Who owns a song: the person who made it or the person who paid for it? Is piracy organized crime or class struggle? Is the fine line between plagiarism and inspiration a cop-out, or a whole new way of looking at the fluid nature of authorship, perhaps even a whole new kind of cultural freedom?
Full of wicked irony, great music, and thorny questions about culture, ownership, creativity, and authorship, the documentary Partners in Crime (2011) travels to various parts of India to explore the grey horizons of copyright and culture in the midst of dramatic technological and economic change.
Metalheads who market their own music, folklorists who turn tribal aphorisms into short stories, music archivists who hoard and share everything they can get their hands on, anti-piracy fanatics who think piracy funds terrorism, a smooth-talking DVD street salesman who outlines the efficiency of the illegal market, media moguls and lobbyists: these are the fascinating figures who throng the global bazaar at the heart of Partners in Crime.
Director Paromita Vohra joined moderator Bhaskar Sarkar (Film and Media Studies, UCSB) for a post-screening discussion of Partners in Crime.
Director Paromita Vohra
Paromita Vohra is a filmmaker and writer who works in a range of forms, including film, comics, digital media, installation art, and text to explore themes of feminism, desire, sexuality, and popular culture. In 2013, Time Out Mumbai listed her as one of ten artists who have changed the way Indians watch films. Her work has been exhibited at the Tate Modern, the Wellcome Gallery, and the National Gallery of Modern Art, and has been broadcast internationally and taught in universities worldwide. In 2015, she founded Agents of Ishq, an award-winning digital platform which transformed conversations on sex, love, and desire for young Indians. She is currently its Creative Director.
Her films as director include the documentaries Unlimited Girls, Q2P, Where’s Sandra? and Morality TV and the Loving Jehad: Ek Manohar Kahanai, among others. She is also director of a series of short musical films including The Amorous Adventures of Megha and Shakku in the Valley of Consent. She is the writer of the fiction feature Khamosh Pani (Silent Waters), the documentaries Skin Deep, Stuntmen of Bollywood, and If You Pause, the play Ishquiya: Dharavi Ishtyle, and the comic Priya’s Mirror. Her fiction and non-fiction are published widely and she writes a weekly newspaper column, “Paro-normal Activity” in Sunday Mid-day.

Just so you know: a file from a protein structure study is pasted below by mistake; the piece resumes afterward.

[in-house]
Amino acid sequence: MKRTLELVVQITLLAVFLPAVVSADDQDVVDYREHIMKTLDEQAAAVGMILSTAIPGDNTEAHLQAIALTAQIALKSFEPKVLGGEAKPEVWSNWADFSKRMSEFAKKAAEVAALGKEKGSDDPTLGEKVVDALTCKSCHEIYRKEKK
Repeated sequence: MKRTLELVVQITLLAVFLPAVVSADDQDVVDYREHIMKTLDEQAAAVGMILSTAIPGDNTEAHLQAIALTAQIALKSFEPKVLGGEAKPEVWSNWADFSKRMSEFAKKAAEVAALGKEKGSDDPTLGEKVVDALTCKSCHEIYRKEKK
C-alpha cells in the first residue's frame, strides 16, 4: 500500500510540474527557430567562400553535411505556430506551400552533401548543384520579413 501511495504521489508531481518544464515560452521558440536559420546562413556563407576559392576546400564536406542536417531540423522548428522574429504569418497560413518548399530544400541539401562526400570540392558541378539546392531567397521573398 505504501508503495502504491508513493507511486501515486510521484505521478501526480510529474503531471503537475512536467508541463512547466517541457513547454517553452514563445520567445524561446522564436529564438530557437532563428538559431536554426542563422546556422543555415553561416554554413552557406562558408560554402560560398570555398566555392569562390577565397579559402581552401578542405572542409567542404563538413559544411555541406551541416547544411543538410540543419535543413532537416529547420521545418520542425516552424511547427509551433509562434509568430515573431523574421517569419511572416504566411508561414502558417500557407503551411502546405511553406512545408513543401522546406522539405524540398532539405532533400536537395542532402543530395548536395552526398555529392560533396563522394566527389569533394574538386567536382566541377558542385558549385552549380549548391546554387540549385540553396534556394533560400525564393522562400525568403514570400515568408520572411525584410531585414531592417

Bhaskar Sarkar (Film and Media Studies, UCSB)
Bhaskar Sarkar is the author of Mourning the Nation: Indian Cinema in the Wake of Partition (Duke University Press, 2009), a critical exploration of the cinematic traces of a particular historical trauma. He has coedited the collections Documentary Testimonies: Global Archives of Suffering (Routledge, 2009), Asian Video Cultures: In the Penumbra of the Global (Duke University Press, 2017), and The Routledge Handbook of Media and Risk (Routledge, 2020). He has also coedited two journal special issues: Postcolonial Studies (2005), on “The Subaltern and the Popular” and BioScope: South Asian Screen Studies (2012), on “Indian Documentary Studies.” At present, he is completing a monograph titled Cosmoplastics: Bollywood’s Global Gesture. He has also begun work on a monograph about piratical practices in the Global South, and a second monograph on queer underground club cultures in millennial Los Angeles.
This event is sponsored by the Carsey-Wolf Center.
The Carsey-Wolf Center is committed to screening documentaries from across the world that engage with contemporary and historical issues, especially regarding social justice and environmental concerns. Documentaries allow filmmakers to address pressing issues and frame the critical debates of our time.
Media are global by nature; they express culture just as much as they transcend borders. The CWC Global series is dedicated to showcasing media from around the world. This series features screenings and events that place UCSB in conversation with international media makers and global contexts across our deeply connected world.